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  • noun

Words related to Xhosa

a member of the Negroid people of southern South Africa

a Bantu language closely related to Zulu

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References in periodicals archive ?
Overall, 44% of the patients (n=44) were sensitised to peanut (40% (24/59) of Xhosa (black African) patients and 50% (20/40) of mixed-race patients (p=0.1)).
The trend for all the above screening tests was towards a lower specificity and PPV in the Xhosa patients, as depicted in Table 2.
40% positive in peanut-tolerant patients (p<0.001.) The significant trend in Ara h 2 positivity in allergic patients was followed in both ethnic groups: in Xhosa patients, 89% of allergic v.
Despite the overall superiority of Ara h 2 in differentiating allergy from tolerance in both ethnic groups, the Xhosa patients had a significantly higher false-positive rate.
These cut-off values proved useful in the mixed-race population (PPV 88%, 93% and 100%, respectively), but were of significantly less predictive value in the Xhosa population (80%, 57% and 53%, respectively).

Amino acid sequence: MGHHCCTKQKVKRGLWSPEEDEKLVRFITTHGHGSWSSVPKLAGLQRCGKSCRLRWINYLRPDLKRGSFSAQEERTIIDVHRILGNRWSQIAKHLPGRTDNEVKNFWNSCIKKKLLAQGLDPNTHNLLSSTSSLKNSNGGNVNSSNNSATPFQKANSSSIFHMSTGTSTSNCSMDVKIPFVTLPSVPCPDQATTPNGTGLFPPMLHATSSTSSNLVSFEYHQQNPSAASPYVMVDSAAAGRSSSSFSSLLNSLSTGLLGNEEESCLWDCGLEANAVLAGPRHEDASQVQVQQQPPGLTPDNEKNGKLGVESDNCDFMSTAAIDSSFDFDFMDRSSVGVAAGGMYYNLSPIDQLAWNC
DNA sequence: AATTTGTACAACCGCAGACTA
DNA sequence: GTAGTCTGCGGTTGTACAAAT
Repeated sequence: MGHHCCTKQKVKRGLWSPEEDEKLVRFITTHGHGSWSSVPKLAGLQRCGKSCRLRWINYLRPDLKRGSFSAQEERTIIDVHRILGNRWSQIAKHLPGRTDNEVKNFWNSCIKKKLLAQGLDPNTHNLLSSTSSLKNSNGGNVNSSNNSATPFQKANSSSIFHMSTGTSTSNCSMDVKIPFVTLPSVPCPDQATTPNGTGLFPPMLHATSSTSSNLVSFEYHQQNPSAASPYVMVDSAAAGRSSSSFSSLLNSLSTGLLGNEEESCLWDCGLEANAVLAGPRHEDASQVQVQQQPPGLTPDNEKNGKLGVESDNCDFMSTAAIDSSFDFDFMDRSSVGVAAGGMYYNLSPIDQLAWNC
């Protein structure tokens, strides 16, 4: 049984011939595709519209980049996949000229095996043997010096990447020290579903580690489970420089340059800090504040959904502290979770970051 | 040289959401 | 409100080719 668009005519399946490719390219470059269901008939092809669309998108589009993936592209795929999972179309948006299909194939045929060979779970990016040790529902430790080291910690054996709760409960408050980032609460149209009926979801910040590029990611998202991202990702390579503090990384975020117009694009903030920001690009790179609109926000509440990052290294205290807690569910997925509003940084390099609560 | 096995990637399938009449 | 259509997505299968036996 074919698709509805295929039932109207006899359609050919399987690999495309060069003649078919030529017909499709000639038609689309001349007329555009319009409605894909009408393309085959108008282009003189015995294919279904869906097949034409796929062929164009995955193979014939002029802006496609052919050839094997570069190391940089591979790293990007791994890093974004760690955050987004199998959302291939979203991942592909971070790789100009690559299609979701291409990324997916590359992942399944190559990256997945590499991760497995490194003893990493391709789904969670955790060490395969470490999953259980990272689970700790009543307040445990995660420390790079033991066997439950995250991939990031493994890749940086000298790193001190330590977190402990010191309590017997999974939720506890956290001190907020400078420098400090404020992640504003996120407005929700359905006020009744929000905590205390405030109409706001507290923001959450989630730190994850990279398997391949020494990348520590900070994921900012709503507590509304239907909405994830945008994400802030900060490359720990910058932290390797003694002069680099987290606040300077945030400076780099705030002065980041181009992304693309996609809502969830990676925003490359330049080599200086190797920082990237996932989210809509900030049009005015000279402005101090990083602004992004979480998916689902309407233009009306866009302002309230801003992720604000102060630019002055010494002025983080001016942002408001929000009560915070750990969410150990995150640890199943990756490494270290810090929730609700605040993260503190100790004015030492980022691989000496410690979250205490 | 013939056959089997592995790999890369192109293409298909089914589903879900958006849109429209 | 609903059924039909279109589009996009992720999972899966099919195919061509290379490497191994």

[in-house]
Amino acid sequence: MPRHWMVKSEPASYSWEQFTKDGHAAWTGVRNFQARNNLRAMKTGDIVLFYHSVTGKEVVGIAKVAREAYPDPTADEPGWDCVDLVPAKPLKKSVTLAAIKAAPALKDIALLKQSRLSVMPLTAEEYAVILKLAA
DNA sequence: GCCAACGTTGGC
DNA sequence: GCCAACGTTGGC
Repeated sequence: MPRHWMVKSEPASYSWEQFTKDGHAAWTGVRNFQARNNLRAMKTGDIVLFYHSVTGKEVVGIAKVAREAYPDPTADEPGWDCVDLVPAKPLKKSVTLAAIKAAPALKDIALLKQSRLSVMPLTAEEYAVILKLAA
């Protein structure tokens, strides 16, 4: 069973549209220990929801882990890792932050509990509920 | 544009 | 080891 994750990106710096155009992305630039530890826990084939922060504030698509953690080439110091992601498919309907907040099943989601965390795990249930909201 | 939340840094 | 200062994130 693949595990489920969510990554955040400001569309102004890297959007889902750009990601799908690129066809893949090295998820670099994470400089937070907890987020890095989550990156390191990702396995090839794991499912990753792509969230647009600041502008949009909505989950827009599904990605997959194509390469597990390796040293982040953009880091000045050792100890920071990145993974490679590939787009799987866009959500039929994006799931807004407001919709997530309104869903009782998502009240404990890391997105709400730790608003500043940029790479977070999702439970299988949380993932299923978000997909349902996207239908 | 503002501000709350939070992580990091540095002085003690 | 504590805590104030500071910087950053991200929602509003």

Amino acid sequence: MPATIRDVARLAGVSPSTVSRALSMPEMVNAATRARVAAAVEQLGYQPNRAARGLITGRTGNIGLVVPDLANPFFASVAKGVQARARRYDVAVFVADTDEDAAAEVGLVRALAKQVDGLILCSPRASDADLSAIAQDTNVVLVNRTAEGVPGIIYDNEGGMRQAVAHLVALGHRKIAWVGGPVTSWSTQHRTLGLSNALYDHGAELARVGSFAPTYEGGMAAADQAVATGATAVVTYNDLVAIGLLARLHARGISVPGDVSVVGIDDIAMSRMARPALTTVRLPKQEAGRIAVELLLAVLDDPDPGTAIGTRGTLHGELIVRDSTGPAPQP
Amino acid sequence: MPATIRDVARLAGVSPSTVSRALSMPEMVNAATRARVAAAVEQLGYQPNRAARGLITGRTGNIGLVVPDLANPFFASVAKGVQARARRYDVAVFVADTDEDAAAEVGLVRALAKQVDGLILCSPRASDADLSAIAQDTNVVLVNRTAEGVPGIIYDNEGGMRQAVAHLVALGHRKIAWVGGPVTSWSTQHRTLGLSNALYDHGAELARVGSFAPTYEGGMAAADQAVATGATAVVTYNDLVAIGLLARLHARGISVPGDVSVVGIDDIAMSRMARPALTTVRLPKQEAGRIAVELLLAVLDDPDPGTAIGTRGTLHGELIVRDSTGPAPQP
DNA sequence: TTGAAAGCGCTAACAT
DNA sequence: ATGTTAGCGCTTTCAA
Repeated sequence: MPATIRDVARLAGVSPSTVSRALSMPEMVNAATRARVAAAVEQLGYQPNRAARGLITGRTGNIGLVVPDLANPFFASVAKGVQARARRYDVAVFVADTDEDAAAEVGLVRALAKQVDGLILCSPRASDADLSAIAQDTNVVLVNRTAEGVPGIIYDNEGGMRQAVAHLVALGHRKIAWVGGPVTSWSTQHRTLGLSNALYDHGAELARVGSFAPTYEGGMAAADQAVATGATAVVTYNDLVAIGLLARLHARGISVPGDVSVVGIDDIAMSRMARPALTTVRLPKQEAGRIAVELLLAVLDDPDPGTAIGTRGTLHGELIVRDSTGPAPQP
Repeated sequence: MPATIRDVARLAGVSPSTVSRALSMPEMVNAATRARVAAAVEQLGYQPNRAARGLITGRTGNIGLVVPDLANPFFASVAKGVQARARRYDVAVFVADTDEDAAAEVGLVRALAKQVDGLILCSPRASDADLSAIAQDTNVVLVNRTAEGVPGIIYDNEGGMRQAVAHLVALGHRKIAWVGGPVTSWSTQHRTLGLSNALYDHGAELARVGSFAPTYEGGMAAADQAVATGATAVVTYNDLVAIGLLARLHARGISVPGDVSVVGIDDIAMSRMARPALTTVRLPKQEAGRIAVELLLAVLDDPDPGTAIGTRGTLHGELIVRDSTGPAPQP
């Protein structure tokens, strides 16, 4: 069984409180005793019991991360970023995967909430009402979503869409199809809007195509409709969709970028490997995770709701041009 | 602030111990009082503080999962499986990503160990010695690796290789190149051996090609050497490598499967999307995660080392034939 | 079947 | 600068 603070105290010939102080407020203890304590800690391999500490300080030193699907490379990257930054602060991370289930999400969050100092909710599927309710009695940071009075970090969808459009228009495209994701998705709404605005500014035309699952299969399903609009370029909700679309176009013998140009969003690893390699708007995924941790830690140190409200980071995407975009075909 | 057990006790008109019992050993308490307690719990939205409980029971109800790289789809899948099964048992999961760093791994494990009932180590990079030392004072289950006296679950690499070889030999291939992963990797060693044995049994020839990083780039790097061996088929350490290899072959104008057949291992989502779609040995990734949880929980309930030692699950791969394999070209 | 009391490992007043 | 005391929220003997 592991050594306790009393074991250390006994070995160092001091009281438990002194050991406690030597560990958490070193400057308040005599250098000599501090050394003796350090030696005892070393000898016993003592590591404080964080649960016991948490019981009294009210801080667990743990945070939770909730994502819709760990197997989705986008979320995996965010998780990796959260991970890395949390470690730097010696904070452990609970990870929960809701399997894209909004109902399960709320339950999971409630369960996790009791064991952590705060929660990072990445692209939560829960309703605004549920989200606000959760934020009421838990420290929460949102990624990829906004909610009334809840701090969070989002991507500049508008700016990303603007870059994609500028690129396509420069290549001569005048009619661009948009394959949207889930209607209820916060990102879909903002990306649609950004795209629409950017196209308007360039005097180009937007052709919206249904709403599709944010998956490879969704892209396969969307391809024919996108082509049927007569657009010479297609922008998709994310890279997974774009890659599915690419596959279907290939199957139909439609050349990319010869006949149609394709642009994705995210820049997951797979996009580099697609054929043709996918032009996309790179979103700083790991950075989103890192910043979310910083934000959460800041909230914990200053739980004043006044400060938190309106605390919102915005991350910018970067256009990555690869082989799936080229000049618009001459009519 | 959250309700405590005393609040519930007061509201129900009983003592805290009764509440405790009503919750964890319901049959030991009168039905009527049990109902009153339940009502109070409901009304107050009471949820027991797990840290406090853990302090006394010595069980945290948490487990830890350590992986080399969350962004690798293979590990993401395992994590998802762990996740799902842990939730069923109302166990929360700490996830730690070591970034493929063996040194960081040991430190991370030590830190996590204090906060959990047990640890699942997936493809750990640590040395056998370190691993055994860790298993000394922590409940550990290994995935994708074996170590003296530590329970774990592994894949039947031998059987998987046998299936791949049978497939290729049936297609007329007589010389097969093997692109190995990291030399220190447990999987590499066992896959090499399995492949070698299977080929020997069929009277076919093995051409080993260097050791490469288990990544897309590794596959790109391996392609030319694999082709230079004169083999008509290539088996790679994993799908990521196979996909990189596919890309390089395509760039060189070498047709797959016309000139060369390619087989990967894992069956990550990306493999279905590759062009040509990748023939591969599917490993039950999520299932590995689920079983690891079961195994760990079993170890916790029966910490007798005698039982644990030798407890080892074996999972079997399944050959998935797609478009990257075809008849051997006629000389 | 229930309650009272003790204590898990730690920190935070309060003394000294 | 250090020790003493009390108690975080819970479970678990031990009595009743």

Sthembile Mhlangeni en Zolani Mkiva het op 10 Mei 1994 opgetree as pryssangers (Xhosa: iimbongi) by die presidensiele inhuldiging van Mandela.
In Xhosa, daarteenoor, is improvisasie veel belangriker.
Aan die een kant behou hierdie pryslied die belangrikheid van die voorgeslagte in die Afrikakultuur en plaas Mandela stewig binne sy tradisionele konteks as Xhosa, maar terselfdertyd word die geskiedenis van die struggle vermeld waarvan die Mandela se inhuldiging as president van Suid-Afrika die resultaat is.
Naas Xhosa word Afrikaans, Engels, Portugees, ensovoorts gebruik wanneer figure in hulle eie taal aangehaal word.
Xhosa oral poetry and its reception: past and present.
Most Xhosa speakers do believe in some supernatural force that dictates, guides, punishes, facilitates, or, in short, exerts influence upon people in their daily lives.
This happens frequently, for example, in Ghana, but also in Xhosa society:
Xhosa society grapples in its own way with the questions that death brings, and sometimes a child who is born after the death of another receives a derogatory name.
If a child nowadays is called Rolihlahla (or Rholihlahla, which represents the correct orthography), one may be reasonably sure that Nelson Mandela is being commemorated because that is his Xhosa first name, and a slightly unusual one at that.
As regards Xhosa names, this category is best illustrated through clan affiliation.